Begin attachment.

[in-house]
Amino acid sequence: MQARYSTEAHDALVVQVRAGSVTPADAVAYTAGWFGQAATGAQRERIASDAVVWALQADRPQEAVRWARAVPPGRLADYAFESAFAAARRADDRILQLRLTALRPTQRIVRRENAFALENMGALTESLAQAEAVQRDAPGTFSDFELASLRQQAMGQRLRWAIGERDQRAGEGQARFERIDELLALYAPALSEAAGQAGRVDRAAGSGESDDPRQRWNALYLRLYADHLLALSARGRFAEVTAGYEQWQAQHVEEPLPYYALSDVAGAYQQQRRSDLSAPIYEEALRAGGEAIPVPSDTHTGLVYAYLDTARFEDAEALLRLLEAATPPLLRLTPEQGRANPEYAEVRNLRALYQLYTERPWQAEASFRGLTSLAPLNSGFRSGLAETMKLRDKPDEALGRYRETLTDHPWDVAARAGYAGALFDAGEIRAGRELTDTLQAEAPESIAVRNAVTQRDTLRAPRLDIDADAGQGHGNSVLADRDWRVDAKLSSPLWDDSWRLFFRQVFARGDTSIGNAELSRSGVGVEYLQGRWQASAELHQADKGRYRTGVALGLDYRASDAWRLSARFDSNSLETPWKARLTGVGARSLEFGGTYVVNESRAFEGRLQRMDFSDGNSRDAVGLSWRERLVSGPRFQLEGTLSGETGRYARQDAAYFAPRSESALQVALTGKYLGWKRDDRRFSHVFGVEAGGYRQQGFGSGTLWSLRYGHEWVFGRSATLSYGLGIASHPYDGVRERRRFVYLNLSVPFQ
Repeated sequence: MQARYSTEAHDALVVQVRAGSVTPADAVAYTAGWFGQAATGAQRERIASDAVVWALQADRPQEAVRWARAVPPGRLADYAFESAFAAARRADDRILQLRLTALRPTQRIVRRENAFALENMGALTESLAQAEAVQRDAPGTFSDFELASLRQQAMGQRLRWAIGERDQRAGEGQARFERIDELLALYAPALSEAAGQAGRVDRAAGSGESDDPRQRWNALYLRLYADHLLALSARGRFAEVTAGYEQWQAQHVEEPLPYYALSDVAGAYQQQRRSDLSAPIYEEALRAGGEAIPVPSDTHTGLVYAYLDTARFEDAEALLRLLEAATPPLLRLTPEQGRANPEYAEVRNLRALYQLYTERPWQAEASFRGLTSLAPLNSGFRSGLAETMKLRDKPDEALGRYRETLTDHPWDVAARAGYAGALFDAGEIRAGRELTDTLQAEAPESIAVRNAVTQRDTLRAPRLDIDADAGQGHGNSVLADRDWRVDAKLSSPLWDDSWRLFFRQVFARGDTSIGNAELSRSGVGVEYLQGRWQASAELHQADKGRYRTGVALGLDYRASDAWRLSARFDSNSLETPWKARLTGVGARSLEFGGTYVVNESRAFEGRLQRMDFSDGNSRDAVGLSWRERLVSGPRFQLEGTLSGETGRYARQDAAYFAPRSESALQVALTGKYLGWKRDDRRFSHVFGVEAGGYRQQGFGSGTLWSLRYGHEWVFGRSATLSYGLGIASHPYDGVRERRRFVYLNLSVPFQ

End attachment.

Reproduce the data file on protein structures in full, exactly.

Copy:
[in-house]
Amino acid sequence: MQARYSTEAHDALVVQVRAGSVTPADAVAYTAGWFGQAATGAQRERIASDAVVWALQADRPQEAVRWARAVPPGRLADYAFESAFAAARRADDRILQLRLTALRPTQRIVRRENAFALENMGALTESLAQAEAVQRDAPGTFSDFELASLRQQAMGQRLRWAIGERDQRAGEGQARFERIDELLALYAPALSEAAGQAGRVDRAAGSGESDDPRQRWNALYLRLYADHLLALSARGRFAEVTAGYEQWQAQHVEEPLPYYALSDVAGAYQQQRRSDLSAPIYEEALRAGGEAIPVPSDTHTGLVYAYLDTARFEDAEALLRLLEAATPPLLRLTPEQGRANPEYAEVRNLRALYQLYTERPWQAEASFRGLTSLAPLNSGFRSGLAETMKLRDKPDEALGRYRETLTDHPWDVAARAGYAGALFDAGEIRAGRELTDTLQAEAPESIAVRNAVTQRDTLRAPRLDIDADAGQGHGNSVLADRDWRVDAKLSSPLWDDSWRLFFRQVFARGDTSIGNAELSRSGVGVEYLQGRWQASAELHQADKGRYRTGVALGLDYRASDAWRLSARFDSNSLETPWKARLTGVGARSLEFGGTYVVNESRAFEGRLQRMDFSDGNSRDAVGLSWRERLVSGPRFQLEGTLSGETGRYARQDAAYFAPRSESALQVALTGKYLGWKRDDRRFSHVFGVEAGGYRQQGFGSGTLWSLRYGHEWVFGRSATLSYGLGIASHPYDGVRERRRFVYLNLSVPFQ
Repeated sequence: MQARYSTEAHDALVVQVRAGSVTPADAVAYTAGWFGQAATGAQRERIASDAVVWALQADRPQEAVRWARAVPPGRLADYAFESAFAAARRADDRILQLRLTALRPTQRIVRRENAFALENMGALTESLAQAEAVQRDAPGTFSDFELASLRQQAMGQRLRWAIGERDQRAGEGQARFERIDELLALYAPALSEAAGQAGRVDRAAGSGESDDPRQRWNALYLRLYADHLLALSARGRFAEVTAGYEQWQAQHVEEPLPYYALSDVAGAYQQQRRSDLSAPIYEEALRAGGEAIPVPSDTHTGLVYAYLDTARFEDAEALLRLLEAATPPLLRLTPEQGRANPEYAEVRNLRALYQLYTERPWQAEASFRGLTSLAPLNSGFRSGLAETMKLRDKPDEALGRYRETLTDHPWDVAARAGYAGALFDAGEIRAGRELTDTLQAEAPESIAVRNAVTQRDTLRAPRLDIDADAGQGHGNSVLADRDWRVDAKLSSPLWDDSWRLFFRQVFARGDTSIGNAELSRSGVGVEYLQGRWQASAELHQADKGRYRTGVALGLDYRASDAWRLSARFDSNSLETPWKARLTGVGARSLEFGGTYVVNESRAFEGRLQRMDFSDGNSRDAVGLSWRERLVSGPRFQLEGTLSGETGRYARQDAAYFAPRSESALQVALTGKYLGWKRDDRRFSHVFGVEAGGYRQQGFGSGTLWSLRYGHEWVFGRSATLSYGLGIASHPYDGVRERRRFVYLNLSVPFQ